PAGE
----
Sarah McNerty (Brittany Murphy, "8 Mile") is a free spirit from a wealthy, snobbish family who disapprove when she's swept off her feet by blue collar radio traffic jock Tom Leezak (Ashton Kutcher, "Dude, Where's My Car?"). The McNertys team up with Sarah's ex-boyfriend Peter Prentis (Christian Kane, "Life or Something Like It") and send him to Europe in an attempt to break up the couple who are "Just Married."
Director Shawn Levy rachets up the pain levels of his debut film "Big Fat Liar" in his sophomore outing. The opening scenes of an estranged, angry couple returning from a honeymoon feature physical abuse so nasty (a husband purposely knocks his wife down with a baggage cart) that one can't imagine anything worth seeing will ensue. Surprisingly, Murphy and Kutcher do develop some chemistry, although the relationship presented is too immature to make a believable marriage.
Keeping the violent slapstick front and center, the couple meet 'cute' when Tom beans Sarah full in the face with a football on the beach. Soon they're in exploratory conversation before hitting the sack. Screenwriter Sam Harper, who used his own disastrous Italian honeymoon for inspiration, gets points for some creative dialogue amidst the pratfalls ('You're dreaming Wellesley, I went to day care in a pool hall'). They announce their unpopular engagement, then get hitched, each with a big fat lie on their conscience (Sarah let Tom believe she'd never slept with Peter while Tom invented an alternative accident to the one he caused which killed Sarah's dog).
Italy shows off Sarah's worldliness and Tom's American boorishness. He destroys the electrical wiring in a 5-star castle hotel trying to utilize a sex toy, then insults the owner and they're thrown out. When they run out of gas in the Alps, his aggressive ploy to flag down help lands them snowed into a ditch overnight. His suggestion of a pensione in Venice turns out to be a rat trap. When Sarah intervenes with daddy to get them into elegant lodgings, Peter arrives and misunderstandings pile up. The couple have broken up by their return flight, but there's never any doubt that 'true love' will prevail.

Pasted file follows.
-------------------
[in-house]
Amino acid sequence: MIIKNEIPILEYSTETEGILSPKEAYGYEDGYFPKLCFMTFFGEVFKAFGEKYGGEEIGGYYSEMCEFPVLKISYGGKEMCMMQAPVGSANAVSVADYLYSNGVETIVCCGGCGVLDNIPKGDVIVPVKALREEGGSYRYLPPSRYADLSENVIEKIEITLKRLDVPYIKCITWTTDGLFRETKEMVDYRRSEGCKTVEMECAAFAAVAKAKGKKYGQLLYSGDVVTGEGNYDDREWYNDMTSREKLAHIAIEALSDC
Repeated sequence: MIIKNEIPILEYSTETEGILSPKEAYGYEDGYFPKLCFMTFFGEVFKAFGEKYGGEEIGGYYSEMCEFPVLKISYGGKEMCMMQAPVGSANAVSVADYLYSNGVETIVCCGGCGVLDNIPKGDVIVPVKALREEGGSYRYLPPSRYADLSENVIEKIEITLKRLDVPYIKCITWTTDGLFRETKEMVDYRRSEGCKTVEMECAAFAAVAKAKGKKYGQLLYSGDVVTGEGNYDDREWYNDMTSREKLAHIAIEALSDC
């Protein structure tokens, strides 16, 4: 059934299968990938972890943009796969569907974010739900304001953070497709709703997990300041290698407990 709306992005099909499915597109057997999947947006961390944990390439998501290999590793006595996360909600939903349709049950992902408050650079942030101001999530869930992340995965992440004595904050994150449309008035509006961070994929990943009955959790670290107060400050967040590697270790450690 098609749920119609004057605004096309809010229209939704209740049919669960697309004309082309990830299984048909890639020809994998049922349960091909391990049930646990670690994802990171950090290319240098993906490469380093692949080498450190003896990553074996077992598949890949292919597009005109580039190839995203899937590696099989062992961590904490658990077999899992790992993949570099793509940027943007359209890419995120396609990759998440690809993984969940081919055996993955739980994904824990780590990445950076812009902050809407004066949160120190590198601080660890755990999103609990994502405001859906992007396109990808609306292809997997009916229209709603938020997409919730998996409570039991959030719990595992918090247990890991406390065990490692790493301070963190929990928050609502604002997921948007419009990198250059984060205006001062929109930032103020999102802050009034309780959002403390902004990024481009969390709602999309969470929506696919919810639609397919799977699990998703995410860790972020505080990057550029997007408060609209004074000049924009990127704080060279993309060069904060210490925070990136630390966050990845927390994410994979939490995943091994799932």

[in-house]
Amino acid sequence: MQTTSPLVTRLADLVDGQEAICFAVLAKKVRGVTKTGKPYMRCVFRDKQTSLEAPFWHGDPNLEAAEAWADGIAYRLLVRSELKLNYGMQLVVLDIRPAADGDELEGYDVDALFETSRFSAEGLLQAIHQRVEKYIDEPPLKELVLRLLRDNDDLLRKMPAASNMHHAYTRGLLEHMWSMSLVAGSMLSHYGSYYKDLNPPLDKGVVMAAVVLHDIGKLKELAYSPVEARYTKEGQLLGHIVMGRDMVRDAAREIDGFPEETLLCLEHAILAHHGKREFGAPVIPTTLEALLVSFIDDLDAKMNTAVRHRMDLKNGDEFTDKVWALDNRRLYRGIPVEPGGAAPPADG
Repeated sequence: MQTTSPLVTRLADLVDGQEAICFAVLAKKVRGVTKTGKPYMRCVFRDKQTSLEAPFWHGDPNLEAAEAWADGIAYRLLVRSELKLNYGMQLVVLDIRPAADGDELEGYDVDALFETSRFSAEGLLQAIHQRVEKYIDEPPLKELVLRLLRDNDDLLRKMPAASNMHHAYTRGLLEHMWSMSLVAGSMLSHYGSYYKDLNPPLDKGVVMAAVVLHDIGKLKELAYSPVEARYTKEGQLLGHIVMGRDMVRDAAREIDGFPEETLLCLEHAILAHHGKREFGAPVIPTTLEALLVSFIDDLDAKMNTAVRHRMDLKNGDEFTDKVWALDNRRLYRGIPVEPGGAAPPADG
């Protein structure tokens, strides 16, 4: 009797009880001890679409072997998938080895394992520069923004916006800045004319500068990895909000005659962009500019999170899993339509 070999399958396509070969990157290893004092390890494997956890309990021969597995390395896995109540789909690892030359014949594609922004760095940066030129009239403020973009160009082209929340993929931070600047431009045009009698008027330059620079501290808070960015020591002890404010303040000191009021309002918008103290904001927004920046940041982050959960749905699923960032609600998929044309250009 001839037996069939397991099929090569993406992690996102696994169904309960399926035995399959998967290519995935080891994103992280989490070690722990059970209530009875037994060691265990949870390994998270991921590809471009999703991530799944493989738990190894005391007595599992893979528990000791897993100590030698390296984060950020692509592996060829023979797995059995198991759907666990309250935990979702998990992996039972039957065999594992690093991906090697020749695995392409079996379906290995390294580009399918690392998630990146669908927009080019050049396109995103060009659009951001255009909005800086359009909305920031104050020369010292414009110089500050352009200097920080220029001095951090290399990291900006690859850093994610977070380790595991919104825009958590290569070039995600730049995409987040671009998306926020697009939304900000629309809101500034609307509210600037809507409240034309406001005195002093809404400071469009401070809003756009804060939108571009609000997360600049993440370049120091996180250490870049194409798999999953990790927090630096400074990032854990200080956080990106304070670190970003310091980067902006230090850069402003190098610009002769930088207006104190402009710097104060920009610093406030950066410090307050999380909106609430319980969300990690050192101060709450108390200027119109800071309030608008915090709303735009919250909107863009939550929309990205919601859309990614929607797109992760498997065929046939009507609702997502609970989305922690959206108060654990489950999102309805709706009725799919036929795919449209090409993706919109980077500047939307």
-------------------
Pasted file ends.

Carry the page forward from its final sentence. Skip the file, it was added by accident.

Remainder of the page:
Ashton Kutcher prevails at the slapstick element and has some truly funny moments, such as when he's attacked by pigeons in San Marco Square as Sarah sight sees, but otherwise his is of the sitcom style of acting. He does spin some extra effort into the faux drama of his radio announcements and the final desperate McNerty estate gate intercom pleadings. Brittany Murphy, however, bubbles with her kewpie doll brand of charm and adds a layer of down-to-earth social sophistication that makes her a pleasure to watch.
Kane is a bland rich white boy type as Peter. Singer Valeria is tarty as an American sports bar partier in Venice who wants to get into Tom's pants. David Rasche (TV's "Sledge Hammer") and Veronica Cartwright ("In the Bedroom") are two-dimensional as Sarah's wealthy parents (thankfully a joke about Tom now calling Mrs. McNerty 'Pussy' isn't overplayed the way such things usually are in movies of this calibre). Raymond Barry, so excellent in the independent "Interview with the Assassin," makes a late surprise appearance as Tom's dad.
California locations, including the McNerty's palatial estate are obvious and dull, particularly compared to the Italian Alps and Venice. Inexplicably, the nuptials of the daughter of a multi-millionaire sports team owner are held in a chapel which seats about twenty.
"Just Married," the first release of 2003, isn't totally awful. It just manages to squeak by as awfully average.
Robin did not see this film.
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